Impact of European financial crisis resembles 2008

The fall of Lehman Brothers sent reverberations through the global economy that sparked a recession and a plethora of regulatory reform. Nearly four years later, the inability of European leaders to adequately address the debt crisis could result in similar circumstances. The US economy is stagnant, China is showing signs of a slowdown and the European Union is teetering on the edge.

The Bank of International Settlements, in fact, says that global lending is contracting at a pace not seen since 2008.

To some, Europe is in denial about the extent – and dangers not acting aggressively – of the crisis. Writing in the London Telegraph, columnist Janet Daley maintains they are simply in denial.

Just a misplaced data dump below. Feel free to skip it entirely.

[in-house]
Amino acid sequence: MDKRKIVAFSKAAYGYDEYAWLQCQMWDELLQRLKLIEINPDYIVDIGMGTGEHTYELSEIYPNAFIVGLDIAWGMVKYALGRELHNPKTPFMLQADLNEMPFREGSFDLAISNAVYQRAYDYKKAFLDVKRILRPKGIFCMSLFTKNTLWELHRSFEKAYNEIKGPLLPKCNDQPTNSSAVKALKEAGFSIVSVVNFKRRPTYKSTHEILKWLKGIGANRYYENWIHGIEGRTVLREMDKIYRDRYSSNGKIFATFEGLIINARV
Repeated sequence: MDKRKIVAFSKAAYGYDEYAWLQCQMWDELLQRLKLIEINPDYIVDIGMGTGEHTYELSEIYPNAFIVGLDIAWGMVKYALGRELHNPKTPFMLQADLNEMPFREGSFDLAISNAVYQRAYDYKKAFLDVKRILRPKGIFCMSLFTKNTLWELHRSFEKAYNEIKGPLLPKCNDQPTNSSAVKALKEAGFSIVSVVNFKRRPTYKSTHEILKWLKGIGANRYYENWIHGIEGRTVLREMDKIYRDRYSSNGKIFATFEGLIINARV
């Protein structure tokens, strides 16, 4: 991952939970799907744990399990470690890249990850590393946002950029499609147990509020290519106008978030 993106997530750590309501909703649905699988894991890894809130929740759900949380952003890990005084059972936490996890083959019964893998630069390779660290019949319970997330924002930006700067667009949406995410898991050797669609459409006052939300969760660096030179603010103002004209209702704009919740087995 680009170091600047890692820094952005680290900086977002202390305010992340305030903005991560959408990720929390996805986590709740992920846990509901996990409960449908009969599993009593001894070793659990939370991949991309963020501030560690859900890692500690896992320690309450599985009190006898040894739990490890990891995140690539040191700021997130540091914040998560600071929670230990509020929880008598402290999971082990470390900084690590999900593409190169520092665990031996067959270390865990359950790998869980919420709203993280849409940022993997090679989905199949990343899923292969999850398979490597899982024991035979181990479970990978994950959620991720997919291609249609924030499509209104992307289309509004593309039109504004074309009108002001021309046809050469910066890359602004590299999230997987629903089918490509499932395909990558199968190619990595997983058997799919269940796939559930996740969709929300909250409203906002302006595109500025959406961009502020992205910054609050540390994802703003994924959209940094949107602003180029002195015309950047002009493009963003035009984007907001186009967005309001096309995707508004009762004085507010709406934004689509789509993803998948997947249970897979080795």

Others are more delicate, but no less damning, in their analysis of the path ahead.

“To date, Europe’s leaders have been trying to muddle through the crisis; some have even suggested that muddling through is the best that can be hoped for. But Mr. Draghi is right: we’re reaching  the point where politicians have to stop muddling and start getting through,” said a June 2 Washington Post editorial.


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